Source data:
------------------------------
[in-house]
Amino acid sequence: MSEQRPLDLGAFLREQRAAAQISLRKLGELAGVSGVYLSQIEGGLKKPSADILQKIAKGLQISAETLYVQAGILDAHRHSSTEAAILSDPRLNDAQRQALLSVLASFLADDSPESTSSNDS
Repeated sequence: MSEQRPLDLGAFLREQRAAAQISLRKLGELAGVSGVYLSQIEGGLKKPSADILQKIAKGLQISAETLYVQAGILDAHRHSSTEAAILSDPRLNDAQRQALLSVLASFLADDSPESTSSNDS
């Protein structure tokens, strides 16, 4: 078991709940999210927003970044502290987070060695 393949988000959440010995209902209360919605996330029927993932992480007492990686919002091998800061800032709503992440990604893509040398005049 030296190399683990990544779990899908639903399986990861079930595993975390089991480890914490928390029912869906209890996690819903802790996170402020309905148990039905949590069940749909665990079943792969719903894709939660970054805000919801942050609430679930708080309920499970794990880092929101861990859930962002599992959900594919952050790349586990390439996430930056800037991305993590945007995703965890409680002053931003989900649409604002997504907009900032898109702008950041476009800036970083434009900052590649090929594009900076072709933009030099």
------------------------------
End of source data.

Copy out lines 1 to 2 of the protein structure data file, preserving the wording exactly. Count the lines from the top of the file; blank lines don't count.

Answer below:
[in-house]
Amino acid sequence: MSEQRPLDLGAFLREQRAAAQISLRKLGELAGVSGVYLSQIEGGLKKPSADILQKIAKGLQISAETLYVQAGILDAHRHSSTEAAILSDPRLNDAQRQALLSVLASFLADDSPESTSSNDS